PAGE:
A learned, lively history of medicine “from Stone Age to New Age, from Galen to Gallo.— Unable to find a modern, readable, one-volume history of medicine for his students, Porter (A Social History of Madness, 1988, etc.), of London’s Wellcome Institute for the History of Science, has filled that gap admirably with this fascinating survey of medical theory and practice through the centuries. While he looks at medicine in early societies, and Islamic, Indian, and Chinese medicine, his focus is on Western medicine, which he finds uniquely powerful and now uniquely global. He explores its foundations in ancient Greece and Rome, the impact of the new science of the Renaissance, and the initial failure of biomedical findings to deliver effective new therapies. The accomplishments of individuals are here—Harvey, Koch, Pasteur, Lister, Freud., etc.—but Porter does not tell history simply through great men. The influence of French hospitals on medical education; how German laboratories created a new pathology, physiology, and pharmacology; the development of specialization; public health measures; medicine’s role in the expansion of imperial powers—all are included. In stylish prose, he paints a panoramic picture filled with memorable anecdotes, apt quotes, startling statistics, and sobering conclusions. At intervals he returns to specific topics, such as treatment of the insane, to demonstrate the shifts taking place in both social attitudes and medical practice. Approaching modern times, Porter reports on the great strides made in biomedical research, paying special attention to neurology, endocrinology, cancer, cardiology, genetics, and immunology. In his closing chapters, he turns to the politics of contemporary medicine, examining the changing relationship between the state and medicine and between medicine and the people. Never before, he notes, has medicine achieved so much nor attracted such great suspicion. With its triumphs “dissolving in disorientation,” medicine, warns Porter, must now redefine its limits. Thoroughly impressive—merits a broad lay readership in addition to med students. (40 illustrations)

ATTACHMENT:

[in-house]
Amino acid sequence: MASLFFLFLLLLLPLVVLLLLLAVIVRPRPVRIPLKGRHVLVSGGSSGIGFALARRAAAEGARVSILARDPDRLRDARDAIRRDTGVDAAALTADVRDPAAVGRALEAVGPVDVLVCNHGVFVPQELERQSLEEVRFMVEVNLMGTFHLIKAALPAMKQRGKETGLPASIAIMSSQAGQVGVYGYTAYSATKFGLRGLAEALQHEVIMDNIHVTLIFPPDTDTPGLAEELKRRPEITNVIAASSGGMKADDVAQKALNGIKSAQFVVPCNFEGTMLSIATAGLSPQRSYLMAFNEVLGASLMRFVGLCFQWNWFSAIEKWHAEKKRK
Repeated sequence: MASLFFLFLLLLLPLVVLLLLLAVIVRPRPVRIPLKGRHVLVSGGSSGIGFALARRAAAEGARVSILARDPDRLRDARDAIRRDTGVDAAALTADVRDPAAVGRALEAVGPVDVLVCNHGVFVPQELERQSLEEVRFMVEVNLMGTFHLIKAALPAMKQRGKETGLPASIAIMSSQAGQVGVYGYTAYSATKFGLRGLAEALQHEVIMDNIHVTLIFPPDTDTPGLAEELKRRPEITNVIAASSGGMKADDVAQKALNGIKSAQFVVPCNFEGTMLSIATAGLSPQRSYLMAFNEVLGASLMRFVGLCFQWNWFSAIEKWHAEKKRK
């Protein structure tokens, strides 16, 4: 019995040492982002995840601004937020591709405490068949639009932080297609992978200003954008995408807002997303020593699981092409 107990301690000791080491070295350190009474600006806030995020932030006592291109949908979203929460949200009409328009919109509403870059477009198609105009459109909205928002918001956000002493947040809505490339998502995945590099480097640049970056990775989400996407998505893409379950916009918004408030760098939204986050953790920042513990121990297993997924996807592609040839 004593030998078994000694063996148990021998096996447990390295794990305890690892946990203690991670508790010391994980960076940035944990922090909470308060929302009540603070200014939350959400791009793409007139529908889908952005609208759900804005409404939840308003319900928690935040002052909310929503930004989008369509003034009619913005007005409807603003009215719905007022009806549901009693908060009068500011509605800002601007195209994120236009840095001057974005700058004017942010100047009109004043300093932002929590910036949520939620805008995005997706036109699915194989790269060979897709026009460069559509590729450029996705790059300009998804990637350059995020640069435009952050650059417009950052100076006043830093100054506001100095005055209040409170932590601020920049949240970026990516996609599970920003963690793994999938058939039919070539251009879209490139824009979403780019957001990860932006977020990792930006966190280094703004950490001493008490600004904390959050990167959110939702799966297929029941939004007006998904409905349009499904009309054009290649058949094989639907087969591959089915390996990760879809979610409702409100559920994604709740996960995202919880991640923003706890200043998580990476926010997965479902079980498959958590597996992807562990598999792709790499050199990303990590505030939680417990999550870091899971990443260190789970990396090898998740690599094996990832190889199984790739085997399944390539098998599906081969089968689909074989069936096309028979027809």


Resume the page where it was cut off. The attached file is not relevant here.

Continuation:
Pub Date: April 1, 1998

ISBN: 0-393-04634-6

Page Count: 800

Publisher: Norton

Review Posted Online: May 20, 2010

Kirkus Reviews Issue: March 1, 1998

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Stricter than, say, Bergen Evans or W3 ("disinterested" means impartial — period), Strunk is in the last analysis...



Privately published by Strunk of Cornell in 1918 and revised by his student E. B. White in 1959, that "little book" is back again with more White updatings.

Stricter than, say, Bergen Evans or W3 ("disinterested" means impartial — period), Strunk is in the last analysis (whoops — "A bankrupt expression") a unique guide (which means "without like or equal").

Pub Date: May 15, 1972

ISBN: 0205632645

Page Count: 105

Publisher: Macmillan

Review Posted Online: Oct. 28, 2011

Kirkus Reviews Issue: May 1, 1972

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Noted jazz and pop record producer Thiele offers a chatty autobiography. Aided by record-business colleague Golden, Thiele traces his career from his start as a ``pubescent, novice jazz record producer'' in the 1940s through the '50s, when he headed Coral, Dot, and Roulette Records, and the '60s, when he worked for ABC and ran the famous Impulse! jazz label. At Coral, Thiele championed the work of ``hillbilly'' singer Buddy Holly, although the only sessions he produced with Holly were marred by saccharine strings. The producer specialized in more mainstream popsters like the irrepressibly perky Teresa Brewer (who later became his fourth wife) and the bubble-machine muzak-meister Lawrence Welk. At Dot, Thiele was instrumental in recording Jack Kerouac's famous beat- generation ramblings to jazz accompaniment (recordings that Dot's president found ``pornographic''), while also overseeing a steady stream of pop hits. He then moved to the Mafia-controlled Roulette label, where he observed the ``silk-suited, pinky-ringed'' entourage who frequented the label's offices. Incredibly, however, Thiele remembers the famously hard-nosed Morris Levy, who ran the label and was eventually convicted of extortion, as ``one of the kindest, most warm-hearted, and classiest music men I have ever known.'' At ABC/Impulse!, Thiele oversaw the classic recordings of John Coltrane, although he is the first to admit that Coltrane essentially produced his own sessions. Like many producers of the day, Thiele participated in the ownership of publishing rights to some of the songs he recorded; he makes no apology for this practice, which he calls ``entirely appropriate and without any ethical conflicts.'' A pleasant, if not exactly riveting, memoir that will be of most interest to those with a thirst for cocktail-hour stories of the record biz. (25 halftones, not seen)

Pub Date: May 1, 1995

ISBN: 0-19-508629-4

Page Count: 224

Publisher: Oxford Univ.

Review Posted Online: May 20, 2010

Kirkus Reviews Issue: March 1, 1995

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